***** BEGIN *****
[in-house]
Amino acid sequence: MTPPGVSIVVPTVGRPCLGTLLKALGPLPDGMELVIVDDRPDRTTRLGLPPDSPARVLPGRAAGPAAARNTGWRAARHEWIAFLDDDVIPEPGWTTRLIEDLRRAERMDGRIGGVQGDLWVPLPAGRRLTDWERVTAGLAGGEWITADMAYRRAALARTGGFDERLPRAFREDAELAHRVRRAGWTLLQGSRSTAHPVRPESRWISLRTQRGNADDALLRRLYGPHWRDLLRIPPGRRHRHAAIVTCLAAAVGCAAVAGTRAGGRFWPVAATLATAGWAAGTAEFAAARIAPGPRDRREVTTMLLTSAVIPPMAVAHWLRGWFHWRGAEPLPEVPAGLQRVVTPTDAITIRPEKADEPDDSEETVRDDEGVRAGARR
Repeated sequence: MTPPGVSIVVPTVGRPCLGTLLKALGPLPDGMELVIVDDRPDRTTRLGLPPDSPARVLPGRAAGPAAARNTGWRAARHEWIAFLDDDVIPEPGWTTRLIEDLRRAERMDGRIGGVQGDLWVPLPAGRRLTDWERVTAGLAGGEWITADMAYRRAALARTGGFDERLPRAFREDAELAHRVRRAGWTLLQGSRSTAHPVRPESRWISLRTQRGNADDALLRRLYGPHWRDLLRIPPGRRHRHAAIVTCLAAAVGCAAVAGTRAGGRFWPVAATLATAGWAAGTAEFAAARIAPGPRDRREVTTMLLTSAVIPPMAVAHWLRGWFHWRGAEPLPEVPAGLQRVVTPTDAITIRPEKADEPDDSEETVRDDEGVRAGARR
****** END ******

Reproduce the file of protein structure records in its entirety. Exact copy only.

[in-house]
Amino acid sequence: MTPPGVSIVVPTVGRPCLGTLLKALGPLPDGMELVIVDDRPDRTTRLGLPPDSPARVLPGRAAGPAAARNTGWRAARHEWIAFLDDDVIPEPGWTTRLIEDLRRAERMDGRIGGVQGDLWVPLPAGRRLTDWERVTAGLAGGEWITADMAYRRAALARTGGFDERLPRAFREDAELAHRVRRAGWTLLQGSRSTAHPVRPESRWISLRTQRGNADDALLRRLYGPHWRDLLRIPPGRRHRHAAIVTCLAAAVGCAAVAGTRAGGRFWPVAATLATAGWAAGTAEFAAARIAPGPRDRREVTTMLLTSAVIPPMAVAHWLRGWFHWRGAEPLPEVPAGLQRVVTPTDAITIRPEKADEPDDSEETVRDDEGVRAGARR
Repeated sequence: MTPPGVSIVVPTVGRPCLGTLLKALGPLPDGMELVIVDDRPDRTTRLGLPPDSPARVLPGRAAGPAAARNTGWRAARHEWIAFLDDDVIPEPGWTTRLIEDLRRAERMDGRIGGVQGDLWVPLPAGRRLTDWERVTAGLAGGEWITADMAYRRAALARTGGFDERLPRAFREDAELAHRVRRAGWTLLQGSRSTAHPVRPESRWISLRTQRGNADDALLRRLYGPHWRDLLRIPPGRRHRHAAIVTCLAAAVGCAAVAGTRAGGRFWPVAATLATAGWAAGTAEFAAARIAPGPRDRREVTTMLLTSAVIPPMAVAHWLRGWFHWRGAEPLPEVPAGLQRVVTPTDAITIRPEKADEPDDSEETVRDDEGVRAGARR